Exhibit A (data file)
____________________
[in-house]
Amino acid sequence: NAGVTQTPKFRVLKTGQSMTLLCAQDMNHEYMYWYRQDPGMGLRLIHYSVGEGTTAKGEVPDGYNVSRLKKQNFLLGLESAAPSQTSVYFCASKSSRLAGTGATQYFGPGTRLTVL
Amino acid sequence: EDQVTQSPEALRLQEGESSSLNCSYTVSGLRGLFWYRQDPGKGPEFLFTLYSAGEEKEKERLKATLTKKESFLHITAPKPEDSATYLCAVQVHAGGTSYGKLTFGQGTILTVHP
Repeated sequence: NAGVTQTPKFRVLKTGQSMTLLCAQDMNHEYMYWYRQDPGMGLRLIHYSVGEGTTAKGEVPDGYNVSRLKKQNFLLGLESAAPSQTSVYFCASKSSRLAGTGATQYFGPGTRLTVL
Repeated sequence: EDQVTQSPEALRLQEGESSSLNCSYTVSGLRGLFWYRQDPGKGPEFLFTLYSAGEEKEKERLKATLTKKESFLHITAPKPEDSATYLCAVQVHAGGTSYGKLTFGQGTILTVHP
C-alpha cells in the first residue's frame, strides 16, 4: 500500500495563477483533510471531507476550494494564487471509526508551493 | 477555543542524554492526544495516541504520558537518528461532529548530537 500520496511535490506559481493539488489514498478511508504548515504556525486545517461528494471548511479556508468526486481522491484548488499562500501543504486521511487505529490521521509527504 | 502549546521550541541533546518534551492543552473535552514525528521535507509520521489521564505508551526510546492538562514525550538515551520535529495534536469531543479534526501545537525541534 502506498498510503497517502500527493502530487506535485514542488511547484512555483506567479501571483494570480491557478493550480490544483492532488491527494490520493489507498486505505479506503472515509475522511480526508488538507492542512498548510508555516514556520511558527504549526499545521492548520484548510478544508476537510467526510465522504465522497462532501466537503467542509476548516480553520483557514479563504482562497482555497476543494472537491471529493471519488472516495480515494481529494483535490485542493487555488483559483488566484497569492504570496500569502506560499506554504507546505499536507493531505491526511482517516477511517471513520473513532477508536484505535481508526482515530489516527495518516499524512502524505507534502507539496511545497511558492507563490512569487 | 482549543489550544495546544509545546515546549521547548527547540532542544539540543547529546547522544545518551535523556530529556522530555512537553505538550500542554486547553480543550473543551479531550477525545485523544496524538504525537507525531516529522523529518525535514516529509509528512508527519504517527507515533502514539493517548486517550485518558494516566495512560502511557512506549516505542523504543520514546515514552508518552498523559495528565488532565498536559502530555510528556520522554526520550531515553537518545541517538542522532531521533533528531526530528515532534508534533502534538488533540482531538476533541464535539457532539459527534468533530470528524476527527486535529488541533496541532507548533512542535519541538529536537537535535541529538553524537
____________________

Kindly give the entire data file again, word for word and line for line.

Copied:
[in-house]
Amino acid sequence: NAGVTQTPKFRVLKTGQSMTLLCAQDMNHEYMYWYRQDPGMGLRLIHYSVGEGTTAKGEVPDGYNVSRLKKQNFLLGLESAAPSQTSVYFCASKSSRLAGTGATQYFGPGTRLTVL
Amino acid sequence: EDQVTQSPEALRLQEGESSSLNCSYTVSGLRGLFWYRQDPGKGPEFLFTLYSAGEEKEKERLKATLTKKESFLHITAPKPEDSATYLCAVQVHAGGTSYGKLTFGQGTILTVHP
Repeated sequence: NAGVTQTPKFRVLKTGQSMTLLCAQDMNHEYMYWYRQDPGMGLRLIHYSVGEGTTAKGEVPDGYNVSRLKKQNFLLGLESAAPSQTSVYFCASKSSRLAGTGATQYFGPGTRLTVL
Repeated sequence: EDQVTQSPEALRLQEGESSSLNCSYTVSGLRGLFWYRQDPGKGPEFLFTLYSAGEEKEKERLKATLTKKESFLHITAPKPEDSATYLCAVQVHAGGTSYGKLTFGQGTILTVHP
C-alpha cells in the first residue's frame, strides 16, 4: 500500500495563477483533510471531507476550494494564487471509526508551493 | 477555543542524554492526544495516541504520558537518528461532529548530537 500520496511535490506559481493539488489514498478511508504548515504556525486545517461528494471548511479556508468526486481522491484548488499562500501543504486521511487505529490521521509527504 | 502549546521550541541533546518534551492543552473535552514525528521535507509520521489521564505508551526510546492538562514525550538515551520535529495534536469531543479534526501545537525541534 502506498498510503497517502500527493502530487506535485514542488511547484512555483506567479501571483494570480491557478493550480490544483492532488491527494490520493489507498486505505479506503472515509475522511480526508488538507492542512498548510508555516514556520511558527504549526499545521492548520484548510478544508476537510467526510465522504465522497462532501466537503467542509476548516480553520483557514479563504482562497482555497476543494472537491471529493471519488472516495480515494481529494483535490485542493487555488483559483488566484497569492504570496500569502506560499506554504507546505499536507493531505491526511482517516477511517471513520473513532477508536484505535481508526482515530489516527495518516499524512502524505507534502507539496511545497511558492507563490512569487 | 482549543489550544495546544509545546515546549521547548527547540532542544539540543547529546547522544545518551535523556530529556522530555512537553505538550500542554486547553480543550473543551479531550477525545485523544496524538504525537507525531516529522523529518525535514516529509509528512508527519504517527507515533502514539493517548486517550485518558494516566495512560502511557512506549516505542523504543520514546515514552508518552498523559495528565488532565498536559502530555510528556520522554526520550531515553537518545541517538542522532531521533533528531526530528515532534508534533502534538488533540482531538476533541464535539457532539459527534468533530470528524476527527486535529488541533496541532507548533512542535519541538529536537537535535541529538553524537